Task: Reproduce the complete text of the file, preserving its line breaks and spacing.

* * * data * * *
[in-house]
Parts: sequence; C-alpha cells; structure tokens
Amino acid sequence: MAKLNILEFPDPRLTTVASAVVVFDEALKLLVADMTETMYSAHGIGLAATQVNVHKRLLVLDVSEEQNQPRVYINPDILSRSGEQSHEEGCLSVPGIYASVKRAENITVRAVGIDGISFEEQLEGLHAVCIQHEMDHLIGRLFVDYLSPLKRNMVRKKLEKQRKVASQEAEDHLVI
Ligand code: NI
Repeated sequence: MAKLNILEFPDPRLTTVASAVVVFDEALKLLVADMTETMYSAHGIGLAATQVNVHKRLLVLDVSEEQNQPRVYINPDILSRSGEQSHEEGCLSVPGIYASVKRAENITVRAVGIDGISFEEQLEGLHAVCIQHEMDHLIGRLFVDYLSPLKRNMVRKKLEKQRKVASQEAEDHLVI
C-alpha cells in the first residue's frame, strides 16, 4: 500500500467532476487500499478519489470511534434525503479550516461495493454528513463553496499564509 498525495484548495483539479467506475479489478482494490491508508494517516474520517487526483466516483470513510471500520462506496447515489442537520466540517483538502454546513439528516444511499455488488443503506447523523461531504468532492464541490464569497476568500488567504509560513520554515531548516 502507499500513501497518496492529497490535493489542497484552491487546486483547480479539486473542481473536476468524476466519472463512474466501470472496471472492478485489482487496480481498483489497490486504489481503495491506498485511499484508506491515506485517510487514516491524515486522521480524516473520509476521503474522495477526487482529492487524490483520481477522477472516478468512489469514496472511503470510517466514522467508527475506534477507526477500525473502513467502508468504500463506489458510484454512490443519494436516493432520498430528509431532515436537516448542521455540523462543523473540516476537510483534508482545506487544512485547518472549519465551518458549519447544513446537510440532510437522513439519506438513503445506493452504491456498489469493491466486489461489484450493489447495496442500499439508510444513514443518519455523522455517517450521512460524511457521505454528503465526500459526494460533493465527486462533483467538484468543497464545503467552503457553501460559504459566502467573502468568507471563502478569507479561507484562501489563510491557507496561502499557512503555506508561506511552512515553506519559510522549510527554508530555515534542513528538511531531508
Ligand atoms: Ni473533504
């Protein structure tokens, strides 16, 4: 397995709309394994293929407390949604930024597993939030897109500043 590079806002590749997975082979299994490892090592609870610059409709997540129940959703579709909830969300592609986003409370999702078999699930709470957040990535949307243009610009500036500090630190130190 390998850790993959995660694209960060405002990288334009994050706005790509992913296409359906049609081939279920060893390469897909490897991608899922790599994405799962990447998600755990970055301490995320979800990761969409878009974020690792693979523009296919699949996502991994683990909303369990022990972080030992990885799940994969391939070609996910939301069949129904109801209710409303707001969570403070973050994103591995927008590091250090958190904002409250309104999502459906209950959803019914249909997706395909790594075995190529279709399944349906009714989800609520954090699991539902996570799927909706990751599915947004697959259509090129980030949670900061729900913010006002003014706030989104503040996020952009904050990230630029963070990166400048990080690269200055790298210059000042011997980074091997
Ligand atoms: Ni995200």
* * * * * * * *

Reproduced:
[in-house]
Parts: sequence; C-alpha cells; structure tokens
Amino acid sequence: MAKLNILEFPDPRLTTVASAVVVFDEALKLLVADMTETMYSAHGIGLAATQVNVHKRLLVLDVSEEQNQPRVYINPDILSRSGEQSHEEGCLSVPGIYASVKRAENITVRAVGIDGISFEEQLEGLHAVCIQHEMDHLIGRLFVDYLSPLKRNMVRKKLEKQRKVASQEAEDHLVI
Ligand code: NI
Repeated sequence: MAKLNILEFPDPRLTTVASAVVVFDEALKLLVADMTETMYSAHGIGLAATQVNVHKRLLVLDVSEEQNQPRVYINPDILSRSGEQSHEEGCLSVPGIYASVKRAENITVRAVGIDGISFEEQLEGLHAVCIQHEMDHLIGRLFVDYLSPLKRNMVRKKLEKQRKVASQEAEDHLVI
C-alpha cells in the first residue's frame, strides 16, 4: 500500500467532476487500499478519489470511534434525503479550516461495493454528513463553496499564509 498525495484548495483539479467506475479489478482494490491508508494517516474520517487526483466516483470513510471500520462506496447515489442537520466540517483538502454546513439528516444511499455488488443503506447523523461531504468532492464541490464569497476568500488567504509560513520554515531548516 502507499500513501497518496492529497490535493489542497484552491487546486483547480479539486473542481473536476468524476466519472463512474466501470472496471472492478485489482487496480481498483489497490486504489481503495491506498485511499484508506491515506485517510487514516491524515486522521480524516473520509476521503474522495477526487482529492487524490483520481477522477472516478468512489469514496472511503470510517466514522467508527475506534477507526477500525473502513467502508468504500463506489458510484454512490443519494436516493432520498430528509431532515436537516448542521455540523462543523473540516476537510483534508482545506487544512485547518472549519465551518458549519447544513446537510440532510437522513439519506438513503445506493452504491456498489469493491466486489461489484450493489447495496442500499439508510444513514443518519455523522455517517450521512460524511457521505454528503465526500459526494460533493465527486462533483467538484468543497464545503467552503457553501460559504459566502467573502468568507471563502478569507479561507484562501489563510491557507496561502499557512503555506508561506511552512515553506519559510522549510527554508530555515534542513528538511531531508
Ligand atoms: Ni473533504
């Protein structure tokens, strides 16, 4: 397995709309394994293929407390949604930024597993939030897109500043 590079806002590749997975082979299994490892090592609870610059409709997540129940959703579709909830969300592609986003409370999702078999699930709470957040990535949307243009610009500036500090630190130190 390998850790993959995660694209960060405002990288334009994050706005790509992913296409359906049609081939279920060893390469897909490897991608899922790599994405799962990447998600755990970055301490995320979800990761969409878009974020690792693979523009296919699949996502991994683990909303369990022990972080030992990885799940994969391939070609996910939301069949129904109801209710409303707001969570403070973050994103591995927008590091250090958190904002409250309104999502459906209950959803019914249909997706395909790594075995190529279709399944349906009714989800609520954090699991539902996570799927909706990751599915947004697959259509090129980030949670900061729900913010006002003014706030989104503040996020952009904050990230630029963070990166400048990080690269200055790298210059000042011997980074091997
Ligand atoms: Ni995200």